Having a longer list of potential performers makes for better TV. "I'll never complain about being overwhelmed with options," said Gurovitsch. It's also been a prime opportunity to Gurovitsch debut new artists. “One of the performances that sticks out so much is when we debuted BENEE. I'm such a huge fan of hers and she was so creative and it's just been really fascinating watching her develop," she said.

Not every video will have the clever editing and arduous attention to detail as Collier's or Dua Lipa's. "This new way suits some musicians better than others, and the musicians that it suits well aren't necessarily the better musicians either," said Collier. "Some musicians are really tech-savvy, have equipment at home, and can make a video in no time. Other musicians are best at playing with other people and reading an audience, which is hard to capture in a self-recorded video."

In addition to Kimmel, Collier’s distinctive videos have landed performance slots on Late Show with Stephen Colbert, where he played "Running Outta Love" remotely with Tori Kelly, and on NPR's Tiny Desk at Home, where he superimposed footage of himself playing each instrument during a 16-minute set. The performance sounds eerily natural, and Collier even has a conversation with himself—with perfect timing.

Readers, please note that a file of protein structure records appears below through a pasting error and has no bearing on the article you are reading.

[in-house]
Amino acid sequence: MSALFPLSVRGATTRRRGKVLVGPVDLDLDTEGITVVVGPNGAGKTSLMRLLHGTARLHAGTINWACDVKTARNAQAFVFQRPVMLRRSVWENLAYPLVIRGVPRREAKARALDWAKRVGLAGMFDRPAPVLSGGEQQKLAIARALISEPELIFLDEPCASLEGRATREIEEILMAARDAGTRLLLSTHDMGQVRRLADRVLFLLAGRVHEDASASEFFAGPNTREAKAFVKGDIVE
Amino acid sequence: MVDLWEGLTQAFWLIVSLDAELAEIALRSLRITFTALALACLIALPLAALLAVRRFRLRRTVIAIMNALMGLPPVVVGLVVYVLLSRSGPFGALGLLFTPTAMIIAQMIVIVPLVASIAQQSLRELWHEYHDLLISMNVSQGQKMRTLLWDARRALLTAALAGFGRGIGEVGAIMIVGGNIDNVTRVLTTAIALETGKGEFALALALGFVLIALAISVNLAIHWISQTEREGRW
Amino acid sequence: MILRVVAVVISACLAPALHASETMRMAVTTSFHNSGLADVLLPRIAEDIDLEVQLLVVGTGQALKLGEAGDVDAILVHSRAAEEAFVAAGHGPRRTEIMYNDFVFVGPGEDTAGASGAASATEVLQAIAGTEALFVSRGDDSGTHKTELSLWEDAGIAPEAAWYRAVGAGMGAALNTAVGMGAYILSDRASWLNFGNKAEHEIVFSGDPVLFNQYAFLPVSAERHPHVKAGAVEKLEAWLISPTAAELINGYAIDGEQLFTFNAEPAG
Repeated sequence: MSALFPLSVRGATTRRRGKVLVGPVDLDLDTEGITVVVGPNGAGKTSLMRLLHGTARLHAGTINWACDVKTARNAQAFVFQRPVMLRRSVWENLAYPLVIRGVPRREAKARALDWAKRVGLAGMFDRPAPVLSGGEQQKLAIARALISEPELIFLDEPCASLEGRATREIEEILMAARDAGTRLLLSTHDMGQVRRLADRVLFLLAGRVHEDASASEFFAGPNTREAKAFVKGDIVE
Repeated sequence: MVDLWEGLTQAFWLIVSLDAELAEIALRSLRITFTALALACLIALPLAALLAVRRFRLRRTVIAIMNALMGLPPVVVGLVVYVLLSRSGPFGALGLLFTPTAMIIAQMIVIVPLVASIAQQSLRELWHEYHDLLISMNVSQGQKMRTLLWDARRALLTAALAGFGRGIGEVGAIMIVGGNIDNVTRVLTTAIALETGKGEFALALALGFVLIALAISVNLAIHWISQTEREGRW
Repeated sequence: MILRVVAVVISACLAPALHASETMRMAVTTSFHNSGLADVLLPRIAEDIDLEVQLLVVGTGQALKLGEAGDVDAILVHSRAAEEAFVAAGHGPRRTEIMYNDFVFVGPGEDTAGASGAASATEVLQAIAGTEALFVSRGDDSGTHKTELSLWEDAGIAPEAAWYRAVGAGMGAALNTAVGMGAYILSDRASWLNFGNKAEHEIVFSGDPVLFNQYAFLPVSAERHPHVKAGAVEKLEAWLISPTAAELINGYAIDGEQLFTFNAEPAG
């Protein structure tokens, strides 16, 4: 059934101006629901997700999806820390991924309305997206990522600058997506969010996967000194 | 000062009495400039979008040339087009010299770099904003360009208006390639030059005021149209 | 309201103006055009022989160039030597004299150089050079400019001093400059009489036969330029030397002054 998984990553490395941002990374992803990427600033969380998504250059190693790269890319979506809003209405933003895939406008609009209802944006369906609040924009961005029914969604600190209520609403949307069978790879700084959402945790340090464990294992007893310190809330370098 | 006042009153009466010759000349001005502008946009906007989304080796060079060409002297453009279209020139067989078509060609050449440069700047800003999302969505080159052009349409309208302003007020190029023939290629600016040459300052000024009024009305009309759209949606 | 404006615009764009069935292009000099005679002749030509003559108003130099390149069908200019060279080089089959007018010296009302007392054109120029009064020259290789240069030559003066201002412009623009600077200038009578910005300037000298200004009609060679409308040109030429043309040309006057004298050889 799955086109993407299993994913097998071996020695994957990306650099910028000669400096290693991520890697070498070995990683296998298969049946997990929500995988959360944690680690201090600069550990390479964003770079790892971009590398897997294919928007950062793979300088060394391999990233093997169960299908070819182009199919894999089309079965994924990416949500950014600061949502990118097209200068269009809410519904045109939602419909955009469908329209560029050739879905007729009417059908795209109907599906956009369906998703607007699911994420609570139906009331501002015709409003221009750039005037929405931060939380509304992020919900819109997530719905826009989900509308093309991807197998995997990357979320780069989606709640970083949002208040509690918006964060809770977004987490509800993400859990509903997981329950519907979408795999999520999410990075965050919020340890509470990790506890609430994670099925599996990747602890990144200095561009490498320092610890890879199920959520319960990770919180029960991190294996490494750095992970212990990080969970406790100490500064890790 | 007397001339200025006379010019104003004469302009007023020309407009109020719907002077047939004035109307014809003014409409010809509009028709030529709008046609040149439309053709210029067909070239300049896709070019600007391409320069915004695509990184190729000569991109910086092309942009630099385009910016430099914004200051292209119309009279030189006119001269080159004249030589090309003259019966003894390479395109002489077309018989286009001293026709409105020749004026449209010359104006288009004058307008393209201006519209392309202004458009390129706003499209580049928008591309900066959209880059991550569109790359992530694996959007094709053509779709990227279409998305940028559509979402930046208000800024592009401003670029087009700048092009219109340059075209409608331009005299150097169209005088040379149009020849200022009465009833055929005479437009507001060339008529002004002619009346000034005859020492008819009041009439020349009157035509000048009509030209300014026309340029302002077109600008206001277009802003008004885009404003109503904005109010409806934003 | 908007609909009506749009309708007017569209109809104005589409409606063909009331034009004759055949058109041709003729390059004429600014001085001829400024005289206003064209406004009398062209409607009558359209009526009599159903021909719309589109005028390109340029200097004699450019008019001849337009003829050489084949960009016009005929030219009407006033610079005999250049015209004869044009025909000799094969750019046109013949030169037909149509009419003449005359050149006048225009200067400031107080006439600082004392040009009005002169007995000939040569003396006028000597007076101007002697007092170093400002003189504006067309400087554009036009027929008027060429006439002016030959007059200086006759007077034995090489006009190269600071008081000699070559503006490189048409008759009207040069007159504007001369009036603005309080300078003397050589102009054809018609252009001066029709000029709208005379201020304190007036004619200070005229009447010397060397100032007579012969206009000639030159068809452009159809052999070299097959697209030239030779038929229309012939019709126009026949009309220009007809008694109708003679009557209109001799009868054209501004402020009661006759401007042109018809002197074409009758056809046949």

But sometimes the simplest approach can be the most potent. Just take Perfume Genius' exhilarating Fallon set from July, where he performed in an empty Los Angeles venue with his band. Collier sites Lianne La Havas' recent performance on Tiny Desk from Home, where she just accompanied herself on guitar, as a personal favorite. "It felt like you were sitting by her side, which is a very special feeling," said Collier. "If you're going to have bells and whistles, it takes a combination of skill with good execution and conception. There are some ingenious solutions to the problem. The best ones embrace it as a fresh art form."